Oil on the Hudson River

The commercial maritime industry is requesting that the Coast Guard add 43 new anchorages (places where ships can anchor) at 10 locations along the Hudson River.  These new anchorages are being sought to increase the amount of oil that can be transported on the Hudson River.  The Maritime Association of the Port of NY/NJ Tug and Barge Committee, the Hudson River Port Pilot’s Association, and the American Waterways Operators made that fact very clear in their request to add these additional anchorages, saying,  “Trade will increase on the Hudson River significantly over the next few years with the lifting of the ban on American Crude exports for foreign trade and federally designated anchorages are key to supporting trade.”

Right now there are just two legitimate anchorages on the Hudson at Hyde Park and Yonkers.  New anchorages are proposed for: Kingston Flats South, Port Ewen, Big Rock Point, Milton, Roseton, Marlboro, Newburgh, Tompkins Corner, Verplanck and Buchanan (alongside the failing Indian Point Nuclear Power Plant), Montrose Point, and Yonkers Extension.

There are many reasons why adding these anchorages is the wrong decision for the Hudson River and New York, including a negative impact on waterfront tourism and coastal revitalization policies, but the most significant is that additional anchorages would pose extreme public health and safety risks from oil spills and explosions, and add momentum to the oil and gas industry’s efforts to turn New York State into a oil and gas state.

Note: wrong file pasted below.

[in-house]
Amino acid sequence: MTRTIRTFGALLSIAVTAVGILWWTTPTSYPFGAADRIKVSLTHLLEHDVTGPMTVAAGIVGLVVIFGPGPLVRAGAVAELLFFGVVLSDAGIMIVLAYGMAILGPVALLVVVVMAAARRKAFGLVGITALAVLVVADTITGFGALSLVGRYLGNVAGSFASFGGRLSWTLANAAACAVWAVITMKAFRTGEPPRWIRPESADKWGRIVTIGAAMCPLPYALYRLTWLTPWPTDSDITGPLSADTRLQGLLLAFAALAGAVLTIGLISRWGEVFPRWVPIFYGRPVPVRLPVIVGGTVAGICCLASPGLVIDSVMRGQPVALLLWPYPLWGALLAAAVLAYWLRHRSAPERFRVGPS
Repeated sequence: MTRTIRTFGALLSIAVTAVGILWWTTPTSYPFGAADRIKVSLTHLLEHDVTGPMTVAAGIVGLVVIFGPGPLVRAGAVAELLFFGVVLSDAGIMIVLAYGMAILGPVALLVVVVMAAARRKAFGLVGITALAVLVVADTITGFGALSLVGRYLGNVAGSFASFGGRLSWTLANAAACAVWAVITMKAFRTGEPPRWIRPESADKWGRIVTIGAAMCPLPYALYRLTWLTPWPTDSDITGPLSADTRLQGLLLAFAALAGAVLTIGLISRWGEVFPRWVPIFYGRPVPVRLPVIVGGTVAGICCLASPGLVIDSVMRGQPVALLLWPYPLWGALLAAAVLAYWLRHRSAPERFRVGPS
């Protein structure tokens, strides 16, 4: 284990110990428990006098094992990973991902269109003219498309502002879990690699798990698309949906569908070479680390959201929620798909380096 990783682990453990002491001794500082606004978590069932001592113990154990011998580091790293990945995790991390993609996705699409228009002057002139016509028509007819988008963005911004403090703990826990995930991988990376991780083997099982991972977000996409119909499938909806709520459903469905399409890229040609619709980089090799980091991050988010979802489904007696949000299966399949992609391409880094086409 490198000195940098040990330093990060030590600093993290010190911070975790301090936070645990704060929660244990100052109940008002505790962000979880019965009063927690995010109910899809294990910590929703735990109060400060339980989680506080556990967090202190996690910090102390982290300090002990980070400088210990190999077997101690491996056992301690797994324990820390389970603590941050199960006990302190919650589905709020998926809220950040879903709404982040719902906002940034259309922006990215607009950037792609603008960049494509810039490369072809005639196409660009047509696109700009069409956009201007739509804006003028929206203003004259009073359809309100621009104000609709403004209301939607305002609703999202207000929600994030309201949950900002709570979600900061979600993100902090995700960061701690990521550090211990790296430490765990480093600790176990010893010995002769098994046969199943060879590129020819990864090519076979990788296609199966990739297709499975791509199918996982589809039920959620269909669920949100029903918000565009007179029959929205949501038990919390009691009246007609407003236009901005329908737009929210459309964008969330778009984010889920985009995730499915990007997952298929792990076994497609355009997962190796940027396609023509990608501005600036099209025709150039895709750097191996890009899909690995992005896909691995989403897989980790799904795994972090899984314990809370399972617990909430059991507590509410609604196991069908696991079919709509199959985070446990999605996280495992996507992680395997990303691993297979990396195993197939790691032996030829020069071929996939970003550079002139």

We’ve spent the last 50 years cleaning up the historic contamination of the Hudson River and, while it still contains some PCBs, tremendous progress has been made in restoring this iconic waterway.  Mountainkeeper believes that it makes no sense to consider an increase in traffic for tankers and barges carrying dirty tar sands  (technically called bitumen) and explosive Bakken oil that would jeopardize all of the progress made in cleaning up this magnificent river, and put surrounding communities at grave risk.

The threat of oil spills and explosions is real and deeply concerning. Bakken oil is highly volatile, and tar sands, which are diluted with petroleum-based products to facilitate transport, are just as explosive. Tar sands are also heavier and denser than water; if spilled, they would sink straight to the river bottom and be almost impossible to clean up.  Six years ago there was a major tar sands spill in the Kalamazoo River, and after a $1 billion cleanup, the river is still contaminated.


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